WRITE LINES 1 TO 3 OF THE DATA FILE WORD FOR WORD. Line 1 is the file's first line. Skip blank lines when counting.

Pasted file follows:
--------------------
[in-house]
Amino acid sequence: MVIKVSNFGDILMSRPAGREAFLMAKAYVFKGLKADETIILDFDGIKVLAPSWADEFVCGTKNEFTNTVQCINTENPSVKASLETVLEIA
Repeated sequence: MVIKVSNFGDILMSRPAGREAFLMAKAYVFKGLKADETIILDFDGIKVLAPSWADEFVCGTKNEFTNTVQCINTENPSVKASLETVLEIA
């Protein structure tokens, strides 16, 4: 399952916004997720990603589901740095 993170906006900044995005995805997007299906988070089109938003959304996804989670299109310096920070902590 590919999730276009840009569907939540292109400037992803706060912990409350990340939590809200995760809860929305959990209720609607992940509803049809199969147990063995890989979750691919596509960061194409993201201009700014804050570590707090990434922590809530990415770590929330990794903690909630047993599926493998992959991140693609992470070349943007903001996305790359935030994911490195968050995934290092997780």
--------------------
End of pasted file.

[in-house]
Amino acid sequence: MVIKVSNFGDILMSRPAGREAFLMAKAYVFKGLKADETIILDFDGIKVLAPSWADEFVCGTKNEFTNTVQCINTENPSVKASLETVLEIA
Repeated sequence: MVIKVSNFGDILMSRPAGREAFLMAKAYVFKGLKADETIILDFDGIKVLAPSWADEFVCGTKNEFTNTVQCINTENPSVKASLETVLEIA